flap about allegations regarding Facebook's anti-conservative/pro-liberal bias, as reflected in the way Facebook determined "trending topics." But when I read about Facebook's response to the allegations, it appeared to me that Facebook didn't list something as "trending" until it was mentioned in one or more sites on a list of mainstream or major media -- and there were several conservative sites on that list. Accordingly it appears that if there was any bias, Facebook was
simply more biased in favor of mainstream media over
"alternative" media, rather than liberal over
conservative. And that is not at all the same thing as an
anti-conservative or pro-liberal bias.
In any case, in an extravagant effort to equalize the platform
(or kowtow to conservative whiners with a persecution complex, as the
case may be), Facebook announced changes in its policies in order to make sure that conservatives have their
say. And following the initial allegations, Zuck himself had reached out to the cons.
But here's some perspective on the larger issue, written by Clay Calvert, the director of the Marion B.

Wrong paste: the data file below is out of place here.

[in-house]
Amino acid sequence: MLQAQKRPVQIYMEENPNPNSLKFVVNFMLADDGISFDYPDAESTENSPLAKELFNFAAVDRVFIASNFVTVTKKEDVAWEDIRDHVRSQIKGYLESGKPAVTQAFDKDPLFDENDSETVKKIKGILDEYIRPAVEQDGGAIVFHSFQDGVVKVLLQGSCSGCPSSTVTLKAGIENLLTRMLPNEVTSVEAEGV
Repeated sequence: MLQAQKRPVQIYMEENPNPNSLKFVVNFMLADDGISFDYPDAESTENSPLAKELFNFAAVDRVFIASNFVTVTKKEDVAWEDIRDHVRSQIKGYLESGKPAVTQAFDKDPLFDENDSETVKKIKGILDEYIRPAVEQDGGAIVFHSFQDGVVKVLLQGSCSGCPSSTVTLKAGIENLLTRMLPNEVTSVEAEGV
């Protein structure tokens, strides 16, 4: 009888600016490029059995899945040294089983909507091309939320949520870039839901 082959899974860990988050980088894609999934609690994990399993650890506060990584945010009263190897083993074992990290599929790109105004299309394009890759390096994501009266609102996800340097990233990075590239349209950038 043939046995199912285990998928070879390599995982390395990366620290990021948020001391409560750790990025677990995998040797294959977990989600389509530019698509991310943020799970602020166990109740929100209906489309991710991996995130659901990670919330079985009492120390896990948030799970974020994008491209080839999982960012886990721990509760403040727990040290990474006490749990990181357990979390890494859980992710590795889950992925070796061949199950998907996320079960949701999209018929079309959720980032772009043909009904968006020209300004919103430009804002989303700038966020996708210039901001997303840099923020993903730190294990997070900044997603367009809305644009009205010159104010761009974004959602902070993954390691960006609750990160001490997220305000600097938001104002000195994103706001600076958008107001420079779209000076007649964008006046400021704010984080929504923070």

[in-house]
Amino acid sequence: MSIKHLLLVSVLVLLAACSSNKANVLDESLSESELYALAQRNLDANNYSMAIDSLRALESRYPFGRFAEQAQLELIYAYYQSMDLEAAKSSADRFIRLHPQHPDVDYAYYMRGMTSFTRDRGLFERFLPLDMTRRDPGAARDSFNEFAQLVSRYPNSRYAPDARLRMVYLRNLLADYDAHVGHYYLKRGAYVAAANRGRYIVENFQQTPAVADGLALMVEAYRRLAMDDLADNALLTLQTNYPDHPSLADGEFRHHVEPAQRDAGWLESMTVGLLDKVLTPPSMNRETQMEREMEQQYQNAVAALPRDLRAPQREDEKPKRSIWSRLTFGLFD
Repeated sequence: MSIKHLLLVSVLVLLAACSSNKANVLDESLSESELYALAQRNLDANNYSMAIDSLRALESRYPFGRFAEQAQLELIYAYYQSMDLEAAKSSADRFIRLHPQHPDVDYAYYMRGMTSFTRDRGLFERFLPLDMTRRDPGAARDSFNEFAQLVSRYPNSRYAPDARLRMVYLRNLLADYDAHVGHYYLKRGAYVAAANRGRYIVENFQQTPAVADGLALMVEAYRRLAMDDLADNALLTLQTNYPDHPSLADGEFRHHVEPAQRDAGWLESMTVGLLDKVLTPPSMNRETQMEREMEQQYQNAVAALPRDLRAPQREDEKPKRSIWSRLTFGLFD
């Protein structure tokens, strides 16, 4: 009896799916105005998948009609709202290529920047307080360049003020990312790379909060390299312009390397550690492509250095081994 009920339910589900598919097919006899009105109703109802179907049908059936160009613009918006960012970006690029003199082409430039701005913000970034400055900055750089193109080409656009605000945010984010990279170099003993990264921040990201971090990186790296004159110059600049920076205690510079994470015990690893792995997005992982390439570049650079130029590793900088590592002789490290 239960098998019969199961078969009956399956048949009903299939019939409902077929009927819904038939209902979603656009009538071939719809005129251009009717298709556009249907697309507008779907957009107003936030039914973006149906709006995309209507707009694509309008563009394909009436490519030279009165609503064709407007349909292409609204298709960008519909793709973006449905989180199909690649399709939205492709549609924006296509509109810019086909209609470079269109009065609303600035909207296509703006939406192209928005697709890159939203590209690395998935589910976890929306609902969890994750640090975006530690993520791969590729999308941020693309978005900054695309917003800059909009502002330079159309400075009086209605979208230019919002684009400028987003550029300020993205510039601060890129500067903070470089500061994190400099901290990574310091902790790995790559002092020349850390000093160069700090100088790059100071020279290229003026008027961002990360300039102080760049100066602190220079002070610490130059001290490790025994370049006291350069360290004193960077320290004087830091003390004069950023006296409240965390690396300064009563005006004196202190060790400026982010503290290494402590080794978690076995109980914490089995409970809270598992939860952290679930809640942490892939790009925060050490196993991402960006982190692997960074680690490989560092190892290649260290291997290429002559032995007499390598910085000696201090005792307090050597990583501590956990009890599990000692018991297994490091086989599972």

Brechner First Amendment Project at the University of Florida.
Do we really want or need social
networks telling us what is important and what is trending?
The very notion of “trending” itself is troublesome, as
it reflects much larger problems with news delivery in this
country. It mirrors, albeit on much more rapid timetable, the
short news attention span we have and the exceedingly quick
news cycles cable channels provide in an effort to keep
eyeballs. An issue arises, it garners attention and then it
rapidly fades away…
Me? I rarely click on the "trending topics" either on Facebook or Twitter. But the gist of Calvert's message was this:
… We need to acknowledge that bias – be it by man or